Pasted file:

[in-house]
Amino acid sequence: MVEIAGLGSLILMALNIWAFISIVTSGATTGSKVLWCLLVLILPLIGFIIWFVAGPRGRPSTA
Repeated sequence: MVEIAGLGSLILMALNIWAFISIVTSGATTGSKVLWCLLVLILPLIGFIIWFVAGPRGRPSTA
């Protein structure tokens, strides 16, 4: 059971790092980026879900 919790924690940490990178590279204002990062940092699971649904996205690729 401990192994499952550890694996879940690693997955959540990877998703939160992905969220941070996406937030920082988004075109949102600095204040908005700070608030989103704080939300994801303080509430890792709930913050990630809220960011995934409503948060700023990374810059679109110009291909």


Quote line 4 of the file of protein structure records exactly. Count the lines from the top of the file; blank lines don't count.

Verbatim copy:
């Protein structure tokens, strides 16, 4: 059971790092980026879900 919790924690940490990178590279204002990062940092699971649904996205690729 401990192994499952550890694996879940690693997955959540990877998703939160992905969220941070996406937030920082988004075109949102600095204040908005700070608030989103704080939300994801303080509430890792709930913050990630809220960011995934409503948060700023990374810059679109110009291909």